Pull out the popcorn for the comments section. But have a bucket nearby to vomit into.
Talk about the Wild West.
Imagine officials of more than 200 local home-rule units of government in Illinois — trustees, aldermen, councilors, commissioners, most of them part-timers — suddenly and urgently attempting to craft and pass a new ordinance to allow their constituents to carry concealed weapons in public.
Who is entitled to a permit? What training will it take to get a permit and who will provide and authorize it? Will permit-holders be able to carry their weapons on buses and trains? In taverns? In parks? In hospitals?
And so on. More than 200 political brush fires on one of our most divisive, contentious public policy issues breaking out all over the state nearly all at once. To be followed, inevitably, by nearly as many lawsuits filed by those who feel that the new laws continue to violate the Second Amendment's guarantee of the right to keep and bear arms.
Is that what we want? Because that's what many observers think we're going to get if the bickering Illinois General Assembly fails to agree on a concealed carry law by the June 9 deadline imposed late last year by a federal court.
A quick review: On Dec. 11, a 2-1 majority of the 7th Circuit U.S. Court of Appeals examined the implications of two recent U.S. Supreme Court gun-control decisions and ruled that "the constitutional right of armed self-defense is broader than the right to have a gun in one's home. ... To confine the right to be armed to the home is to divorce the Second Amendment from the right of self-defense described (in 2008 and 2010 by the Supreme Court).
The court stayed its order tossing out our state's prohibition on concealed carry and gave lawmakers 180 days "to craft a new gun law that will impose reasonable limitations, consistent with the public safety and the Second Amendment."
How hard could this be, given that the other 49 states have already shown the way? You'd be surprised. Gun control perhaps more than any other issue exposes the divides in Illinois politics — upstate/downstate; urban/rural/suburban; Democratic and Republican.
The debate has been lurching along, with competing proposals emerging that are best described as more permissive — the House version — and more restrictive the Senate version. A Senate committee rejected the House version Tuesday and few observers think the Senate version has a prayer of passing in the House.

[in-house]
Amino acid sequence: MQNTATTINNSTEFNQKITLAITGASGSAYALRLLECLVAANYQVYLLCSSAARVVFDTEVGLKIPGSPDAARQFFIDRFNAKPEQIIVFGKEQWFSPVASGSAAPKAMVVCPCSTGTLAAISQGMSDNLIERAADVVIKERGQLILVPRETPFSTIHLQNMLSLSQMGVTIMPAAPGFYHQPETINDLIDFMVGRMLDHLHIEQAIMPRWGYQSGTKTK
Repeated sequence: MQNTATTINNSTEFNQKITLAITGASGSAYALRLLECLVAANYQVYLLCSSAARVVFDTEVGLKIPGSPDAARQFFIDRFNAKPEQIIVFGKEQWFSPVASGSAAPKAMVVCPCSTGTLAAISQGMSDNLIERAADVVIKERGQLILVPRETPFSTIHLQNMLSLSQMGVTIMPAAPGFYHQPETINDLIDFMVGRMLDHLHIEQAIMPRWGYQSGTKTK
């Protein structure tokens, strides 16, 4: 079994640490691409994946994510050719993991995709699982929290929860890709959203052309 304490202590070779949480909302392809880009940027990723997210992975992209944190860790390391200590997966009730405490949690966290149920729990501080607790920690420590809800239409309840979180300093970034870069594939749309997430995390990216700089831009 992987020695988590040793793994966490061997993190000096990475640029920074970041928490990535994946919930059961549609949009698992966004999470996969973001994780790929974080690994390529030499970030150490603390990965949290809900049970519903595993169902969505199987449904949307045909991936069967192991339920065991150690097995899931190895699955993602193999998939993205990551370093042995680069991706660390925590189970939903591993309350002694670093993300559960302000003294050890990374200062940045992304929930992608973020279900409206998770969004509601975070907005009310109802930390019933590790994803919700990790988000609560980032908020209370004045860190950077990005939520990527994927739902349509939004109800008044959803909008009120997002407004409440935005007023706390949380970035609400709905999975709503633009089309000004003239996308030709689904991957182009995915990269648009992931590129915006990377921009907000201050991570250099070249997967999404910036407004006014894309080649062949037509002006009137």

An emerging school of thought has it that a stalemate will benefit those who favor the Senate proposal, which would allow for different rules in different parts of the state.
As Senate President John Cullerton put it recently, "If we don't pass a bill in Springfield, (then) the city of Chicago, county of Cook, 208 home-rule units can pass their own legislation. So, while we should pass a sensible bill ... if we don't it's not the end of the world."
A spokesman for House Speaker Michael Madigan said researchers in his chamber determined that about half of our home-rule communities already have their own unlawful-use-of-weapons laws on the books, many of which simply reiterate the existing state ban on concealed carry.
Since the federal court ruling dealt only with the state law, those nearly identical local laws would remain in force after June 9, according to an analysis by Illinois Attorney General Lisa Madigan's office. If no state law is passed by June 9, the question will automatically revert on June 10 to the district courts, which will be tasked with crafting injunctions that incorporate the federal court's ruling.
Gun-control advocates should not be optimistic, as the Wild West shootouts in municipal halls and county buildings up and down the state will not go well in most cases. The federal court ruling is strongly worded, and the scores of local political fights over concealed carry will be skewed by the notable and persistent enthusiasm gap that has long advantaged those who favor the expansion of gun rights.
The strictest of any new patchwork gun laws aren't likely to survive court scrutiny, and the loosest ones seem destined to take hold.
If the Illinois Senate can get a few modifications on the House bill — getting rid of the sweeping pre-emption on all local firearms ordinances, for instance — it should take the deal before it gets outta Dodge at the end of the week.
An unsatisfying bill will be better than no bill at all.
LINKS and NOTES
How many home-rule units are there in Illinois? House Speaker Michael Madigan has referred to 220, Senate President Cullerton says 208 (see the quote above). The Illinois Municipal League told me 209 and the Institute of Government and Public Affairs at the University of Illinois puts the number at 206
Refresher: Highlights of the federal court's concealed-carry decision
Latest news: Compromise may be close on concealed carry bill
Senate Republican leader Christine Radogno of Lemont said she sensed the sides were getting "closer." She cast a "present" vote on the bill Cullerton favored to encourage negotiations.
The National Rifle Association registered as "neutral" on the less restrictive Madigan-backed bill but opposed the more restrictive version sponsored by Sen. Kwame Raoul, D-Chicago.
Raoul included a provision that would not allow concealed weapons in any bar, restaurant or establishment where alcoholic beverages are consumed. The House bill allowed concealed carry in some such places, depending on the amount of booze sold.